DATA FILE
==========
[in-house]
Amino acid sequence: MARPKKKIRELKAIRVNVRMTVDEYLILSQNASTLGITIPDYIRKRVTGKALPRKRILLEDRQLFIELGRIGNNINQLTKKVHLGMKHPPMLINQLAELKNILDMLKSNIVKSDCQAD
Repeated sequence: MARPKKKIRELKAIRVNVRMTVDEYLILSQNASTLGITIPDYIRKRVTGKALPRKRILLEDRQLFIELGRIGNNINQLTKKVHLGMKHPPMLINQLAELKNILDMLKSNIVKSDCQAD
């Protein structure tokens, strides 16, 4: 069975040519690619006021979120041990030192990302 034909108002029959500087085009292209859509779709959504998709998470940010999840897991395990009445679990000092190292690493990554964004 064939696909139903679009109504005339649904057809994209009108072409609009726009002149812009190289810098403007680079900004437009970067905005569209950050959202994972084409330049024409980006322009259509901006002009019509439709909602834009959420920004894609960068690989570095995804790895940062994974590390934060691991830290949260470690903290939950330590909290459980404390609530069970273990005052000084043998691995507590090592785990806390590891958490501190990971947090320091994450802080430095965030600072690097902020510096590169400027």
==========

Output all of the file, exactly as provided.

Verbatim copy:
[in-house]
Amino acid sequence: MARPKKKIRELKAIRVNVRMTVDEYLILSQNASTLGITIPDYIRKRVTGKALPRKRILLEDRQLFIELGRIGNNINQLTKKVHLGMKHPPMLINQLAELKNILDMLKSNIVKSDCQAD
Repeated sequence: MARPKKKIRELKAIRVNVRMTVDEYLILSQNASTLGITIPDYIRKRVTGKALPRKRILLEDRQLFIELGRIGNNINQLTKKVHLGMKHPPMLINQLAELKNILDMLKSNIVKSDCQAD
């Protein structure tokens, strides 16, 4: 069975040519690619006021979120041990030192990302 034909108002029959500087085009292209859509779709959504998709998470940010999840897991395990009445679990000092190292690493990554964004 064939696909139903679009109504005339649904057809994209009108072409609009726009002149812009190289810098403007680079900004437009970067905005569209950050959202994972084409330049024409980006322009259509901006002009019509439709909602834009959420920004894609960068690989570095995804790895940062994974590390934060691991830290949260470690903290939950330590909290459980404390609530069970273990005052000084043998691995507590090592785990806390590891958490501190990971947090320091994450802080430095965030600072690097902020510096590169400027």